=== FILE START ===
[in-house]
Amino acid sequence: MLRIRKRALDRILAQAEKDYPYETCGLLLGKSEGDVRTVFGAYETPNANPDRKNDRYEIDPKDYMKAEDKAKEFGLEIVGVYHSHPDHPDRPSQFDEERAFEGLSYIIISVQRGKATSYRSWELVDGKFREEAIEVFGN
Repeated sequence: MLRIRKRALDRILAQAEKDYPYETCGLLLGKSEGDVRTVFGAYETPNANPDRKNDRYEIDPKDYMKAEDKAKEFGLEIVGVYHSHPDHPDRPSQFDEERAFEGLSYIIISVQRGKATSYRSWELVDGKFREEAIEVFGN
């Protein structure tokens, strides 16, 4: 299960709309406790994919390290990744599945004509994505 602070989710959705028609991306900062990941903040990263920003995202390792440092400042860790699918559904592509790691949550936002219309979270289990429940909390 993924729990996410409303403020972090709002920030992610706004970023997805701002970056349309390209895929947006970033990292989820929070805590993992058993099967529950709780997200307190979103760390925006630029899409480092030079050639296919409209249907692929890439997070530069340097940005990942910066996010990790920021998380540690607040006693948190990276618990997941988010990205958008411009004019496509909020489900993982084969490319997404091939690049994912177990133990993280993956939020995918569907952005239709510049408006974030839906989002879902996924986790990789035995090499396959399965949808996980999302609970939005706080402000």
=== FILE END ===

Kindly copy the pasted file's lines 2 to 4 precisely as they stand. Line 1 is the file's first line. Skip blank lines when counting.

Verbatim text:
Amino acid sequence: MLRIRKRALDRILAQAEKDYPYETCGLLLGKSEGDVRTVFGAYETPNANPDRKNDRYEIDPKDYMKAEDKAKEFGLEIVGVYHSHPDHPDRPSQFDEERAFEGLSYIIISVQRGKATSYRSWELVDGKFREEAIEVFGN
Repeated sequence: MLRIRKRALDRILAQAEKDYPYETCGLLLGKSEGDVRTVFGAYETPNANPDRKNDRYEIDPKDYMKAEDKAKEFGLEIVGVYHSHPDHPDRPSQFDEERAFEGLSYIIISVQRGKATSYRSWELVDGKFREEAIEVFGN
């Protein structure tokens, strides 16, 4: 299960709309406790994919390290990744599945004509994505 602070989710959705028609991306900062990941903040990263920003995202390792440092400042860790699918559904592509790691949550936002219309979270289990429940909390 993924729990996410409303403020972090709002920030992610706004970023997805701002970056349309390209895929947006970033990292989820929070805590993992058993099967529950709780997200307190979103760390925006630029899409480092030079050639296919409209249907692929890439997070530069340097940005990942910066996010990790920021998380540690607040006693948190990276618990997941988010990205958008411009004019496509909020489900993982084969490319997404091939690049994912177990133990993280993956939020995918569907952005239709510049408006974030839906989002879902996924986790990789035995090499396959399965949808996980999302609970939005706080402000």